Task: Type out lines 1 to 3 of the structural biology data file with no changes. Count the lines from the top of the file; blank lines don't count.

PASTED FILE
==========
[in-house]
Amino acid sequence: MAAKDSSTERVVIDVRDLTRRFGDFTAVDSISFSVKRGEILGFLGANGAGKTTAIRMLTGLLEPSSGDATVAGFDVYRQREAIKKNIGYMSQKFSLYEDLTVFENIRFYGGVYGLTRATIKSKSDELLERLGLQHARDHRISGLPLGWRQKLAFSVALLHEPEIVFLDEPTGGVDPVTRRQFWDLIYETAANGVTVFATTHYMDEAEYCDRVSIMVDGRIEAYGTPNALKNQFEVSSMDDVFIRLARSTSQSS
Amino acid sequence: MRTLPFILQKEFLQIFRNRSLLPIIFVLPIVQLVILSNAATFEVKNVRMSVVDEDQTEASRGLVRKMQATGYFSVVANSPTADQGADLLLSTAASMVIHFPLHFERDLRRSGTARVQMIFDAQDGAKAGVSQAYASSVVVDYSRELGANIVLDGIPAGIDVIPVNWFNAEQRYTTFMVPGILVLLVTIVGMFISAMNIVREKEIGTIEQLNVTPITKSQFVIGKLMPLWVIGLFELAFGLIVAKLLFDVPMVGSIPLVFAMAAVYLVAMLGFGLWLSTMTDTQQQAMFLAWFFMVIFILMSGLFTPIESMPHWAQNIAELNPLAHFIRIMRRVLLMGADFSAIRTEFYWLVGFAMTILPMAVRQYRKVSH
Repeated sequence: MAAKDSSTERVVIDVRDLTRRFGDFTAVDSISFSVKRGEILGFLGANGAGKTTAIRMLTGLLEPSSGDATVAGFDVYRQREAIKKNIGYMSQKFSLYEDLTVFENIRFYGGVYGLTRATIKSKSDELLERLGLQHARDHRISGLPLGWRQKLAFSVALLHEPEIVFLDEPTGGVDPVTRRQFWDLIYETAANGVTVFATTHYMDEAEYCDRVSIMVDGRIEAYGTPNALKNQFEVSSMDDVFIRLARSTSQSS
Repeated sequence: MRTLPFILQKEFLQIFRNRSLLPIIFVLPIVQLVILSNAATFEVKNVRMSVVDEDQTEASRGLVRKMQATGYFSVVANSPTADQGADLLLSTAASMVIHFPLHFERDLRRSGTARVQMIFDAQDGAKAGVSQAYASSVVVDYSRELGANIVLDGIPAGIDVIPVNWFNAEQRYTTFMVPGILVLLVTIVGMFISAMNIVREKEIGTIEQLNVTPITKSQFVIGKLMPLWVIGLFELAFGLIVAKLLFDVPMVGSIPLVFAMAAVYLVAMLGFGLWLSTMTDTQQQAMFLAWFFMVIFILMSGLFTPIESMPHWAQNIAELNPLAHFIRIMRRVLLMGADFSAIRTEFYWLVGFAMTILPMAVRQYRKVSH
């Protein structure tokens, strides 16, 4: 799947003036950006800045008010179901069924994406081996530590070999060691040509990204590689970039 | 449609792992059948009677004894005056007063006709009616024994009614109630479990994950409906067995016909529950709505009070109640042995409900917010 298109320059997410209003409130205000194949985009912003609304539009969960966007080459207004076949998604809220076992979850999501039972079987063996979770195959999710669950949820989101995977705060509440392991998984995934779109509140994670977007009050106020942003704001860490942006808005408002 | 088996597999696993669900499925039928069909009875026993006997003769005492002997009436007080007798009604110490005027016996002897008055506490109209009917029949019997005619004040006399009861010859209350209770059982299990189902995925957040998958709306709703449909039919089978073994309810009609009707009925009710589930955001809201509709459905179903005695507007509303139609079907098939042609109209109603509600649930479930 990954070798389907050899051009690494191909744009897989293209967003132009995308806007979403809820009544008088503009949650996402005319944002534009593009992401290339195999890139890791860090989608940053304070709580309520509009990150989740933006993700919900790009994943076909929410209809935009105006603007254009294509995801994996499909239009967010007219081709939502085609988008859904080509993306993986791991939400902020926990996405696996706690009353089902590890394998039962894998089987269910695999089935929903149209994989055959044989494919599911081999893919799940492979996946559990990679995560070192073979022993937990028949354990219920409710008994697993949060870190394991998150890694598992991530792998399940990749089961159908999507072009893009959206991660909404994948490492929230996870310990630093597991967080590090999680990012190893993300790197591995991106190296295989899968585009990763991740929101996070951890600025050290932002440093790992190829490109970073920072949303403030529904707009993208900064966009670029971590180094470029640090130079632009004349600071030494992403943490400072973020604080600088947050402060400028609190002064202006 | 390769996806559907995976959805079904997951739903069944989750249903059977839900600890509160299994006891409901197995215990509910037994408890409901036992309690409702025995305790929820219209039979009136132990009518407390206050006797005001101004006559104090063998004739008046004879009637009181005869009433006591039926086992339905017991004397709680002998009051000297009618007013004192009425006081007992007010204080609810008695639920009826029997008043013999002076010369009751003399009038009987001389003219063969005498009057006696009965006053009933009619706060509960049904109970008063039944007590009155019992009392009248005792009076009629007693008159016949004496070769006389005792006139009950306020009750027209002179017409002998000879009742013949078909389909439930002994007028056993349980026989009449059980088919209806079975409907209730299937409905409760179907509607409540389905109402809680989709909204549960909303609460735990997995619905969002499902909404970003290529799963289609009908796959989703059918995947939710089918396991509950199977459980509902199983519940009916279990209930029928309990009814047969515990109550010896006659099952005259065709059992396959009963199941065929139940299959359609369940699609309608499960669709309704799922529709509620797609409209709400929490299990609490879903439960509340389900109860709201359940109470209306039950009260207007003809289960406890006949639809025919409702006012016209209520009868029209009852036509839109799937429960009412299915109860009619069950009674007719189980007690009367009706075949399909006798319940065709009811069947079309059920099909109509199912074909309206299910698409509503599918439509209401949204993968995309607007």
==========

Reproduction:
[in-house]
Amino acid sequence: MAAKDSSTERVVIDVRDLTRRFGDFTAVDSISFSVKRGEILGFLGANGAGKTTAIRMLTGLLEPSSGDATVAGFDVYRQREAIKKNIGYMSQKFSLYEDLTVFENIRFYGGVYGLTRATIKSKSDELLERLGLQHARDHRISGLPLGWRQKLAFSVALLHEPEIVFLDEPTGGVDPVTRRQFWDLIYETAANGVTVFATTHYMDEAEYCDRVSIMVDGRIEAYGTPNALKNQFEVSSMDDVFIRLARSTSQSS
Amino acid sequence: MRTLPFILQKEFLQIFRNRSLLPIIFVLPIVQLVILSNAATFEVKNVRMSVVDEDQTEASRGLVRKMQATGYFSVVANSPTADQGADLLLSTAASMVIHFPLHFERDLRRSGTARVQMIFDAQDGAKAGVSQAYASSVVVDYSRELGANIVLDGIPAGIDVIPVNWFNAEQRYTTFMVPGILVLLVTIVGMFISAMNIVREKEIGTIEQLNVTPITKSQFVIGKLMPLWVIGLFELAFGLIVAKLLFDVPMVGSIPLVFAMAAVYLVAMLGFGLWLSTMTDTQQQAMFLAWFFMVIFILMSGLFTPIESMPHWAQNIAELNPLAHFIRIMRRVLLMGADFSAIRTEFYWLVGFAMTILPMAVRQYRKVSH